Friday, 11 March 2011

A day of Bread and Butter

My office noticeboard is filled with pictures and bits to remind me why radio is so important.  There are photos of my time working with local journalists in Somalia, Burma, Russia and Ghana.  More about this work here.

There’s also this poem written by Roger McGough to mark the 40th anniversary of BBC Radio Merseyside.  
I am the voice that announces you are not alone
I speak your language, I am home grown
I am the gift of the gab, I am the quiet word
I am the night watch and the early bird
I am the cat's whisker, I am your favourite song
I invite you to dance and to sing along
I am on your wavelength, on your side of the street
I am with you in triumph and in defeat
I am Hillsborough, Heysel, the European Cup
The phantom caller who won't hang up
I am Bulger, I am Bigley, I am floods of tears
I am the Beatles, the Pope, the smiles and the cheers
I am the Phil, the Everyman, the Walker, the Tate
I am nineteen sixty-seven and two thousand and eight
I am the bijou apartment, the sheltered accommodation
The helping hand and the information
I am your voice, I am your ear to the ground
I am the Pool of Life and the Mersey Sound
I am the cut ribbon, the champagne popped
I am the close-down, the poem stopped.

There’s also this poster which I downloaded from Chris Moyles webpages. 
Chris’ breakfast show is the fifth most listened to in Humberside.  BBC Radio Humberside is the most listened to BBC station in the area.

An eclectic mix of material, I appreciate, but it keeps me going.  There are also pictures of my dad on The Weakest Link, but that’s another story.  

Looking at my ‘mood board’ this morning made me think about the Bread and Butter of BBC Local Radio.  There’s much chatter today about the idea (I won’t say ‘plan’ until I know it is a proposal on the table) of merging BBC local radio in England and 5Live output.  The shadow Culture Secretary, Ivan Lewis, is asking for a meeting with the BBC to find out what’s going on; the NUJ is predicting hundreds of job losses, and there are articles like this which spell out the thoughts of many.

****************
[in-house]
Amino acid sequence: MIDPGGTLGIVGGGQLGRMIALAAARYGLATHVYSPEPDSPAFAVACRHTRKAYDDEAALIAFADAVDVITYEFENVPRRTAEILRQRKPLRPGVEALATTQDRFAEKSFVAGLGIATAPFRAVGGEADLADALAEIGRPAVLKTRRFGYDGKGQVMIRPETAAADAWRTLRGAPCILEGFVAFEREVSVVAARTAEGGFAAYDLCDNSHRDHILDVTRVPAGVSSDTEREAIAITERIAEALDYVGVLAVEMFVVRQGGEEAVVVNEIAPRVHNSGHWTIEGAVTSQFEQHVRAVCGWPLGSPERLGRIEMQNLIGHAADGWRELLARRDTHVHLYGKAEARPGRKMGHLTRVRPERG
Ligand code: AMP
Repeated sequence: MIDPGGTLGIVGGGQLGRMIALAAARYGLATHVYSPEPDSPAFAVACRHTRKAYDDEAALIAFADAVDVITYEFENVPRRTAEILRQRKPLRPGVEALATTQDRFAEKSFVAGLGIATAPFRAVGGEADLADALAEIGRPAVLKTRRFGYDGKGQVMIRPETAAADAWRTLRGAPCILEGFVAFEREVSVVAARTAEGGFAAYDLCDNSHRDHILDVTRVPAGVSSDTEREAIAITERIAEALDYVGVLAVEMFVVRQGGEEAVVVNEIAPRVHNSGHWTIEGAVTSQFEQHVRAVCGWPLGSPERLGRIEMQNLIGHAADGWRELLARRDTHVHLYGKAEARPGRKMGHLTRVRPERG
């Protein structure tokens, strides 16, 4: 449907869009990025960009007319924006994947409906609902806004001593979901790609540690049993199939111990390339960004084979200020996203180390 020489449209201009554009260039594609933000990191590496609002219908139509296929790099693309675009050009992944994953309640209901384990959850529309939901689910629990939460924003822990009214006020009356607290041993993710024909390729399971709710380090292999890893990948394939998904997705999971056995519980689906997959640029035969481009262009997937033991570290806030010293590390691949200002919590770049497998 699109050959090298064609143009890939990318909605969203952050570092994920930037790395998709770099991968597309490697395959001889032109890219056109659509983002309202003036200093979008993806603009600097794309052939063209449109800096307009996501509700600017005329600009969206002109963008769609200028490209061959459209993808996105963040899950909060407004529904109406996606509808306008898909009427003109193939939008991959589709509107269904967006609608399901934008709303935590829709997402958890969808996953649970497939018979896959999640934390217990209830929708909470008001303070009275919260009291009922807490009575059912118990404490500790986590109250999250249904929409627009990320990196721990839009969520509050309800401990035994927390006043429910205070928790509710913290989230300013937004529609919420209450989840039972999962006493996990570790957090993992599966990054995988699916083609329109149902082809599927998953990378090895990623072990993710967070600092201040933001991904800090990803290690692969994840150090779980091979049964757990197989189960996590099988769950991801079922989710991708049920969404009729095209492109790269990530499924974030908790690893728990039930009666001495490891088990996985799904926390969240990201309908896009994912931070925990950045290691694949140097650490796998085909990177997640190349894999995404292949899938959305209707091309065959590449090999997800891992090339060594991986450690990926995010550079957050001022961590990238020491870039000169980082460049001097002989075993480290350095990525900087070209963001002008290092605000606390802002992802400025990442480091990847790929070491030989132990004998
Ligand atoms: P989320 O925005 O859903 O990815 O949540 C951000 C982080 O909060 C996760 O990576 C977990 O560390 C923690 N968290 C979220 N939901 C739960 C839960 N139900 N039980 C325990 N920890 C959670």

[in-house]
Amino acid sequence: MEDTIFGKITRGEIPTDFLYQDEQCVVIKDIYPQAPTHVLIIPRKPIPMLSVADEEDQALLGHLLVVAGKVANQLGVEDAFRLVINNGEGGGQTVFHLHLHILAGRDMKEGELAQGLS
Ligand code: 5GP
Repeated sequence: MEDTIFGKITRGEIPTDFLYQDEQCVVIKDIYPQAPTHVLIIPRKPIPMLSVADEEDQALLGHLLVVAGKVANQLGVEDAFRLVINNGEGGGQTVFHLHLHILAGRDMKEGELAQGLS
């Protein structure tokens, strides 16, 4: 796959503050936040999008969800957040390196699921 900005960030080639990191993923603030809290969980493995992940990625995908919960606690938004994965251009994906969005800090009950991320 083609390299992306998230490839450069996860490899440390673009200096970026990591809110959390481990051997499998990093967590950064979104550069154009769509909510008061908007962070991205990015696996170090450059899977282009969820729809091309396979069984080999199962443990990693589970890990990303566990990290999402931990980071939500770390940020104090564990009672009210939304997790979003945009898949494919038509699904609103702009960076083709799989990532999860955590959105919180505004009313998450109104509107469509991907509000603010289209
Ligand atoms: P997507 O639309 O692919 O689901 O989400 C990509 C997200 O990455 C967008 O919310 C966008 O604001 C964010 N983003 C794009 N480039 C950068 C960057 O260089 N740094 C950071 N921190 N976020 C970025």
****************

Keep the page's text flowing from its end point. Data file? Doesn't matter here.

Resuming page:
No one is denying the need to think radically about how the BBC landscape will look in years to come.  There is little room for sentimentality and nostalgia today.  Certainly that’s what David Holdsworth (Controller of BBC English Regions) is saying in The Guardian today.

But I would urge anyone who has the confidence to say they think this is a sensible suggestion to spend a week in a local radio station.  Then come back and tell me what you think.
Hopefully, you’ll realise more about the Bread and Butter of local radio in England.  
Tell me how this new radio-land could:

Provide coverage of:

    We have Frank Gillard to thank for the birth of BBC Local Radio in 1967 (co-incidentally the year I was born.  Maybe that’s why I’m so loyal to the concept).  The Independent published an obituary of Frank in 1998.  
    Of course, mention is made of local radio stations, ‘It was his dream to see them in every city, not as "amplified juke boxes" but offering modern radio-journalism geared to the interests of the local community.’

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